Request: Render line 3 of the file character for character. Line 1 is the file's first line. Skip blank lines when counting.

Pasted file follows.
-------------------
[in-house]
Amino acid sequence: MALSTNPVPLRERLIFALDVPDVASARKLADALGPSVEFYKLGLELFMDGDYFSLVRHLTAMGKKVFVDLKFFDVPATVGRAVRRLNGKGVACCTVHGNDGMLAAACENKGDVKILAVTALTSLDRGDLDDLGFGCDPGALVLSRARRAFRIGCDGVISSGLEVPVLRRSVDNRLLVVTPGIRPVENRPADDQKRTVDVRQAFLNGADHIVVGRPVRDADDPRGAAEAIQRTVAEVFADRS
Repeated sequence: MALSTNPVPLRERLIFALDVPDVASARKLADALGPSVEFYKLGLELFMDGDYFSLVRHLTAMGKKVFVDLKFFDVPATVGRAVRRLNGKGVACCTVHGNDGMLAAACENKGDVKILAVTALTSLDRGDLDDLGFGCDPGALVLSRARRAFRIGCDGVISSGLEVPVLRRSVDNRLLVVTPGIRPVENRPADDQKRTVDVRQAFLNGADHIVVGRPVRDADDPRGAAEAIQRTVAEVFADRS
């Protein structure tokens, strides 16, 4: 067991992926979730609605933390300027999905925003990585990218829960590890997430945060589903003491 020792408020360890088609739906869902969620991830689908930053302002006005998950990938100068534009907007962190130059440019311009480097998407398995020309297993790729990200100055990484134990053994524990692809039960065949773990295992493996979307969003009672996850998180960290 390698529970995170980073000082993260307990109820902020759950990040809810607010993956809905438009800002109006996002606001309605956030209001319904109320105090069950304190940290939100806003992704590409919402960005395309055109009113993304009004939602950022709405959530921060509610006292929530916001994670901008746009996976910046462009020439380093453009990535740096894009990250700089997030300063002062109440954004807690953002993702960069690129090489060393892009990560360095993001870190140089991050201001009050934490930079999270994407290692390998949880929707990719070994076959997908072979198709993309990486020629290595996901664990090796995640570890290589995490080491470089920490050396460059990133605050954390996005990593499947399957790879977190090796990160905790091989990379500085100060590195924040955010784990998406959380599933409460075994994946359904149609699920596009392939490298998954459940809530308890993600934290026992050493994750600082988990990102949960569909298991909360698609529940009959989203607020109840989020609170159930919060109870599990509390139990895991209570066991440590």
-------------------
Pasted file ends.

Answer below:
Repeated sequence: MALSTNPVPLRERLIFALDVPDVASARKLADALGPSVEFYKLGLELFMDGDYFSLVRHLTAMGKKVFVDLKFFDVPATVGRAVRRLNGKGVACCTVHGNDGMLAAACENKGDVKILAVTALTSLDRGDLDDLGFGCDPGALVLSRARRAFRIGCDGVISSGLEVPVLRRSVDNRLLVVTPGIRPVENRPADDQKRTVDVRQAFLNGADHIVVGRPVRDADDPRGAAEAIQRTVAEVFADRS